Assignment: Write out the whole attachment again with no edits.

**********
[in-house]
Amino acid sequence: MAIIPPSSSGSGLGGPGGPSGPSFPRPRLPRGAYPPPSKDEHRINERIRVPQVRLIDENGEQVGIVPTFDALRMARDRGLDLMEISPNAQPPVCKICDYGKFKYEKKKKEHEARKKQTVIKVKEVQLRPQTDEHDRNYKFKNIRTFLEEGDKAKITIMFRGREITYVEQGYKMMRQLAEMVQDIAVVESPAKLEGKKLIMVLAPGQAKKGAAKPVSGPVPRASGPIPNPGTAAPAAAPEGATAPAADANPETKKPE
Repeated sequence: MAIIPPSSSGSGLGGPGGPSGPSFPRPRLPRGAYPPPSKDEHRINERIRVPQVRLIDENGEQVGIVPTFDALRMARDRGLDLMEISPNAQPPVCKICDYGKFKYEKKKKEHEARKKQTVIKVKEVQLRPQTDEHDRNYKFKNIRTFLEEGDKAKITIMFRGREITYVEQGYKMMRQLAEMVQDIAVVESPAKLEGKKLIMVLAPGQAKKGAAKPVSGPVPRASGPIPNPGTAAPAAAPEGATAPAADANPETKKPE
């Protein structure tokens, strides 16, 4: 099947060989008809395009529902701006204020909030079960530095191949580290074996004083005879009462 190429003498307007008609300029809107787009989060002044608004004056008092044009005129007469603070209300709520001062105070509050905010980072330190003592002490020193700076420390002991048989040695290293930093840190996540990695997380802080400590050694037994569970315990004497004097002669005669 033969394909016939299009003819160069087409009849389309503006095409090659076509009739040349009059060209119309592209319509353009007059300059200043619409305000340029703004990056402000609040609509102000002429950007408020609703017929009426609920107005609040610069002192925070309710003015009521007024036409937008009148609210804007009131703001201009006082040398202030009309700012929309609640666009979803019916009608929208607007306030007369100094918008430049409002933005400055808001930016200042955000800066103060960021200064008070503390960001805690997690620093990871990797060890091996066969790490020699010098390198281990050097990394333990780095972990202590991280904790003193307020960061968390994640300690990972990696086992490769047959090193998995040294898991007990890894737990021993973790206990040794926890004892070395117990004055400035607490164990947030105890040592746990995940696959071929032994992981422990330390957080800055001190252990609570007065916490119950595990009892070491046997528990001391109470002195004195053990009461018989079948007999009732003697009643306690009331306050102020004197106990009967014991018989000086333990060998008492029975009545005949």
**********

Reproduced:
[in-house]
Amino acid sequence: MAIIPPSSSGSGLGGPGGPSGPSFPRPRLPRGAYPPPSKDEHRINERIRVPQVRLIDENGEQVGIVPTFDALRMARDRGLDLMEISPNAQPPVCKICDYGKFKYEKKKKEHEARKKQTVIKVKEVQLRPQTDEHDRNYKFKNIRTFLEEGDKAKITIMFRGREITYVEQGYKMMRQLAEMVQDIAVVESPAKLEGKKLIMVLAPGQAKKGAAKPVSGPVPRASGPIPNPGTAAPAAAPEGATAPAADANPETKKPE
Repeated sequence: MAIIPPSSSGSGLGGPGGPSGPSFPRPRLPRGAYPPPSKDEHRINERIRVPQVRLIDENGEQVGIVPTFDALRMARDRGLDLMEISPNAQPPVCKICDYGKFKYEKKKKEHEARKKQTVIKVKEVQLRPQTDEHDRNYKFKNIRTFLEEGDKAKITIMFRGREITYVEQGYKMMRQLAEMVQDIAVVESPAKLEGKKLIMVLAPGQAKKGAAKPVSGPVPRASGPIPNPGTAAPAAAPEGATAPAADANPETKKPE
């Protein structure tokens, strides 16, 4: 099947060989008809395009529902701006204020909030079960530095191949580290074996004083005879009462 190429003498307007008609300029809107787009989060002044608004004056008092044009005129007469603070209300709520001062105070509050905010980072330190003592002490020193700076420390002991048989040695290293930093840190996540990695997380802080400590050694037994569970315990004497004097002669005669 033969394909016939299009003819160069087409009849389309503006095409090659076509009739040349009059060209119309592209319509353009007059300059200043619409305000340029703004990056402000609040609509102000002429950007408020609703017929009426609920107005609040610069002192925070309710003015009521007024036409937008009148609210804007009131703001201009006082040398202030009309700012929309609640666009979803019916009608929208607007306030007369100094918008430049409002933005400055808001930016200042955000800066103060960021200064008070503390960001805690997690620093990871990797060890091996066969790490020699010098390198281990050097990394333990780095972990202590991280904790003193307020960061968390994640300690990972990696086992490769047959090193998995040294898991007990890894737990021993973790206990040794926890004892070395117990004055400035607490164990947030105890040592746990995940696959071929032994992981422990330390957080800055001190252990609570007065916490119950595990009892070491046997528990001391109470002195004195053990009461018989079948007999009732003697009643306690009331306050102020004197106990009967014991018989000086333990060998008492029975009545005949």